‘Both short- and long-term plasticity are important for giving neural networks different levels of computation and memory,’ says Timothée Lévi, a specialist in neuromorphic computation at the University of Bordeaux. He says that, while chemical systems like these operate more slowly than solid-state devices, such as silicon, they can potentially operate at lower power levels. ‘Fluidic devices can be very efficient and scalable, and could be the future of neuromorphic systems,’ he says.

After all, says Bocquet, the brain works with the energetic equivalent of two bananas a day: far less than conventional computers. But biophysicist Joseph Najem of Pennsylvania State University cautions that that current memristor devices ‘don’t have any advantage over silicon circuits when it comes to power consumption – while they operate at low voltages [around 2V] and generate low currents [nanoamps], their power consumption would not be too far from that of silicon’. Their real advantage, Najem says, might be in interfacing with biological systems.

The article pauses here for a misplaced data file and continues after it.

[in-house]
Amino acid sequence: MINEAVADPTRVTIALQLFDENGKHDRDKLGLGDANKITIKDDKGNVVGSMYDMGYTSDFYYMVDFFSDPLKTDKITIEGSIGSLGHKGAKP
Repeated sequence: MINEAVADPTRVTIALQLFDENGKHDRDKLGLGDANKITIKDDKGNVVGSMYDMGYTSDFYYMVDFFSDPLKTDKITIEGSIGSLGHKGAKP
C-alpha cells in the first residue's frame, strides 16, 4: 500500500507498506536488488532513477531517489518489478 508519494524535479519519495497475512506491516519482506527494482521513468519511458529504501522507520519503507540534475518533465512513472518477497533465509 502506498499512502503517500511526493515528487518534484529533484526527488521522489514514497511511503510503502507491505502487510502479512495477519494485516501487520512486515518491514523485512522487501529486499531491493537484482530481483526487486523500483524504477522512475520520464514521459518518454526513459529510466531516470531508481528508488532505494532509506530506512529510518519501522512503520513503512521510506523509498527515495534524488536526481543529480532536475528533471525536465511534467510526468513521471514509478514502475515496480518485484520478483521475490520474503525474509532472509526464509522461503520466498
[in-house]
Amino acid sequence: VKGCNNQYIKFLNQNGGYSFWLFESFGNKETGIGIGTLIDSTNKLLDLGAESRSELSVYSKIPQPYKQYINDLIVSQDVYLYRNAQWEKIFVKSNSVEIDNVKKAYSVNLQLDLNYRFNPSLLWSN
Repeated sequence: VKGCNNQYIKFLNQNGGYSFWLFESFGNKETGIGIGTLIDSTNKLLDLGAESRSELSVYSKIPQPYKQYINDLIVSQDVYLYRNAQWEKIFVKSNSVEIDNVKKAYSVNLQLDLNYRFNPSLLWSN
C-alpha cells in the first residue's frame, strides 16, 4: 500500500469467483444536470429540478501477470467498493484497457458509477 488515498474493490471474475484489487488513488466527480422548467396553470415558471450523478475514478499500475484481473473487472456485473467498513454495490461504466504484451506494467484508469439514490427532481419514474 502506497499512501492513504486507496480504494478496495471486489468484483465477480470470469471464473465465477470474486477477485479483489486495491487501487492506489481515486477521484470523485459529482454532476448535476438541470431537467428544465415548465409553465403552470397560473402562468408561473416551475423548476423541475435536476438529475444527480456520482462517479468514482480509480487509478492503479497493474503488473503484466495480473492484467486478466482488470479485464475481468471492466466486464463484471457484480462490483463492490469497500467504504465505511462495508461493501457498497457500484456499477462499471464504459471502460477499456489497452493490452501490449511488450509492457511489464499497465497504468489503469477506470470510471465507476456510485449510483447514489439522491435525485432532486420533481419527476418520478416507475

‘The fact that the brain is using ions and water to make its calculations, instead of electrons, is quite remarkable,’ says Bocquet. He believes that the new devices offer ‘an opportunity to dig into ionic computing and really investigate what its performance is’. The next step, he adds, is to create networks of these devices – or to connect them with real neurons. Yu has the same goal. ‘We hope to use these devices not only to read and process chemical information from neurons, but also to deliver stimulation to real neurons to control them,’ he says.